Suicidal thoughts are three times as common in those living with a spinal cord injury in the UK, according to new research
And yet, it’s estimated that only one third of people living with a spinal cord injury (SCI) are getting access to mental health support, and of those, 68% do not feel that support services available are able to meet their needs.
These alarming statistics are taken from a new report, ‘It’s not just physical’ which was presented to parliament yesterday (17 November). The report shines a light on the mental health problems faced by people with spinal cord injuries in the UK today.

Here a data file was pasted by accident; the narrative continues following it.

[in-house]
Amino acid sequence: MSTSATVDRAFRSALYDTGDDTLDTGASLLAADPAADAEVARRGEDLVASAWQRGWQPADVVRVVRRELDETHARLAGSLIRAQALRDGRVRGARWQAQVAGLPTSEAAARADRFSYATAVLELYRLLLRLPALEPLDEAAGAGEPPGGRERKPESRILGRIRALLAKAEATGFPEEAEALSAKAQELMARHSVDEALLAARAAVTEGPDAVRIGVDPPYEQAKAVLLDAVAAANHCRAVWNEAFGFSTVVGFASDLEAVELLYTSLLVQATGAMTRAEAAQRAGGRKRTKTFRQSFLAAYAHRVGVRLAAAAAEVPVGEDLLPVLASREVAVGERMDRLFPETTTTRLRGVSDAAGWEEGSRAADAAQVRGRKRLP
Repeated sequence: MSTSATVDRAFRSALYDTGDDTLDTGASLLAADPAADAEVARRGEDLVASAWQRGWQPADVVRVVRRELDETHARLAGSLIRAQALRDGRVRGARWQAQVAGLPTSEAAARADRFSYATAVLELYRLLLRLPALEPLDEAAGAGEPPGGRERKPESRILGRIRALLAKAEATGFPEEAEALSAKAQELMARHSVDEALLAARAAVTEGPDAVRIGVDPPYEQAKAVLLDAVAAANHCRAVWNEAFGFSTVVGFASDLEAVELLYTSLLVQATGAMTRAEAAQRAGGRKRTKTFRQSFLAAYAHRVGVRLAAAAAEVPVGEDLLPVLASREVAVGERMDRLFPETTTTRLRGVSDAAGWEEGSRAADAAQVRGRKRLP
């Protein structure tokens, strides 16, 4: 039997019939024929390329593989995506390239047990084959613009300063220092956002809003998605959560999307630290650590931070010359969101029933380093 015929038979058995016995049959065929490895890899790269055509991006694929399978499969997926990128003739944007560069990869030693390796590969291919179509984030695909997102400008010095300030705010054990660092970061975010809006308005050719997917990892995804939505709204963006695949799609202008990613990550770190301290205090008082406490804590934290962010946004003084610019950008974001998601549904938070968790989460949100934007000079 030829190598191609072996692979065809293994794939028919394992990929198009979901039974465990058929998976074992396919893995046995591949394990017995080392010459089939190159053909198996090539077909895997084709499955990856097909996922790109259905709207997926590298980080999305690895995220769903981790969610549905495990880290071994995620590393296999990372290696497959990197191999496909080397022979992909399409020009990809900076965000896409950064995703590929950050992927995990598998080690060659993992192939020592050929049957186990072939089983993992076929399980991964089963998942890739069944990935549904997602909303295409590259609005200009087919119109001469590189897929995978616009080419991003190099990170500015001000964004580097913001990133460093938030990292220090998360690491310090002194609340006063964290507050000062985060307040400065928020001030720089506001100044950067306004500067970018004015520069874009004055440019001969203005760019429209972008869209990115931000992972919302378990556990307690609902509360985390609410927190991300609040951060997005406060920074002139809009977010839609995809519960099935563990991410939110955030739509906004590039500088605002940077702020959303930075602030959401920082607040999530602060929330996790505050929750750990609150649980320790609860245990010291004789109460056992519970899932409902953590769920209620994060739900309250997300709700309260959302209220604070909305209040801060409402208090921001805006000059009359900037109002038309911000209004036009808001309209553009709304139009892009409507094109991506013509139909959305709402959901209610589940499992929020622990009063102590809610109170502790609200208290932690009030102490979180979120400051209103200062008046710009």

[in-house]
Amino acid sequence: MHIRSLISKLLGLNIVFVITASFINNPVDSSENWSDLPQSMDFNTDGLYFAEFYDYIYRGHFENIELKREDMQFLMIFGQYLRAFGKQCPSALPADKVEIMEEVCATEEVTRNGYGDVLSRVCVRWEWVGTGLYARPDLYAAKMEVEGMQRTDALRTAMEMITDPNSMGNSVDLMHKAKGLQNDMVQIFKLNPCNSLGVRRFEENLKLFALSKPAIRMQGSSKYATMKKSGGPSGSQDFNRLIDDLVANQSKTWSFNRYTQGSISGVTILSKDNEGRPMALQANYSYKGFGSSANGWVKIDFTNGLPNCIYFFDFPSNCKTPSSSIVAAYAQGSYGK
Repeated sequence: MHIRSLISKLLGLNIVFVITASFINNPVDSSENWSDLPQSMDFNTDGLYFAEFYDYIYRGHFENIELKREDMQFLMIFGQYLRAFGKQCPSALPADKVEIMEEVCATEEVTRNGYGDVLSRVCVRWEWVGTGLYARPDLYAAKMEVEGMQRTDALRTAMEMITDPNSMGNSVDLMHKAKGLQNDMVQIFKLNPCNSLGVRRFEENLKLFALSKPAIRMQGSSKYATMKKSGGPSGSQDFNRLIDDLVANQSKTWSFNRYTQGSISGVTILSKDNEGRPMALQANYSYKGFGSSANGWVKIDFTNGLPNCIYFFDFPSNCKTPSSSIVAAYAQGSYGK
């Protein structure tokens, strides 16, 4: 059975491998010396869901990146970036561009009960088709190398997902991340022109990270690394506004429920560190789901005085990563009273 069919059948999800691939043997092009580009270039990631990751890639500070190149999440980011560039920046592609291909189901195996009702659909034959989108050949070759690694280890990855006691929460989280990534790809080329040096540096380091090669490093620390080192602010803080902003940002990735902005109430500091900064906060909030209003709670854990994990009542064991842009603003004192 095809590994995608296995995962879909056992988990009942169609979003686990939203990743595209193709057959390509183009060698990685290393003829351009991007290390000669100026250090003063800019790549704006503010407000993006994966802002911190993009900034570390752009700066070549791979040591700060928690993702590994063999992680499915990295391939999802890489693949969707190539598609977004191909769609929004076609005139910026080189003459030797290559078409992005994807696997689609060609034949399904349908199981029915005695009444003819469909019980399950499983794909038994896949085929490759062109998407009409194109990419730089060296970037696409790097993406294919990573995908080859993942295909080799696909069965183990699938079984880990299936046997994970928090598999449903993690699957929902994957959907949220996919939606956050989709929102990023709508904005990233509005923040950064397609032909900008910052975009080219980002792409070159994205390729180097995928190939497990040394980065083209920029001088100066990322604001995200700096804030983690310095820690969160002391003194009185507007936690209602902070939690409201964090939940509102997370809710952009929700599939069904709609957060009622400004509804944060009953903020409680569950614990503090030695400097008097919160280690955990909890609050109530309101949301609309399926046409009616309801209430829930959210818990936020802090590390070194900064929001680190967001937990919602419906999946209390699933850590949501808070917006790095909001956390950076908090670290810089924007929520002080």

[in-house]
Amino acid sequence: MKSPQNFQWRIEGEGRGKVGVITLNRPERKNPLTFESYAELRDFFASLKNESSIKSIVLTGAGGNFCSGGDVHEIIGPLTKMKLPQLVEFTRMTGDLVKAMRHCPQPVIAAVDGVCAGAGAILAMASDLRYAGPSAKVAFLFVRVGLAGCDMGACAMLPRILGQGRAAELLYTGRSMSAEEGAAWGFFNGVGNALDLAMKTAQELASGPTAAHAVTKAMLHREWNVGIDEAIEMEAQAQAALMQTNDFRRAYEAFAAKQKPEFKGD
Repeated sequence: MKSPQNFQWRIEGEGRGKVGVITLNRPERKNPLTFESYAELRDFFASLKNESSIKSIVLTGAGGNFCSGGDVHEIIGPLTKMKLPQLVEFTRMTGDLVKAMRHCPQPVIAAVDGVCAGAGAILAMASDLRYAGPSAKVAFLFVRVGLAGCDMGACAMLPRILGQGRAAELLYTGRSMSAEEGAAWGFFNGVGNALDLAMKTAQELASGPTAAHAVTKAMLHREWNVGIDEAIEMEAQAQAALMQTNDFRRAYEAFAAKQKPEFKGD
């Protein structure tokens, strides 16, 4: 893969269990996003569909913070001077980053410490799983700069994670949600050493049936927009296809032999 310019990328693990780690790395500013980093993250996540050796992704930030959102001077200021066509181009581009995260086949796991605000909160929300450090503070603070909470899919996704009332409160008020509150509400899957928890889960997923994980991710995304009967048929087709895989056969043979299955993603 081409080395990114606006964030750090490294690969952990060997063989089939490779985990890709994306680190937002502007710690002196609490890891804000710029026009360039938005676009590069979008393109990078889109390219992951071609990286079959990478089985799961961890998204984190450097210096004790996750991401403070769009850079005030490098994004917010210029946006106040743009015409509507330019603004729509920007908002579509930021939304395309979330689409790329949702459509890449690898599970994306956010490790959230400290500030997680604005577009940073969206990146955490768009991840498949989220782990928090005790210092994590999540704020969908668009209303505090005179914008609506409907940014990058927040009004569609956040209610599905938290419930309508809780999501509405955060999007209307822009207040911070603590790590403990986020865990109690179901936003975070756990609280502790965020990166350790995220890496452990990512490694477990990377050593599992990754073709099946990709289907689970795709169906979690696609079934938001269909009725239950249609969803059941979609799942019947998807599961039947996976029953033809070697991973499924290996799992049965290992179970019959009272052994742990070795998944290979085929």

It's calling on the NHS, government and other health policy makers to provide better mental health support services for people with spinal cord injuries – and their unpaid carers – as a matter of urgency. Nik Hartley, Spinal Injuries Association CEO said:
“We are at risk of failing thousands of people in the UK living with a spinal cord injury. Our new report highlights that psychological damage caused by a SCI is, at best, considered as an afterthought, and at worst, completely ignored by the medical profession. We need urgent action and for services to be sufficiently specialised to support the thousands of people living with this type of injury before it is too late.”
Source: Spinal Injuries Association, 17 November 2021
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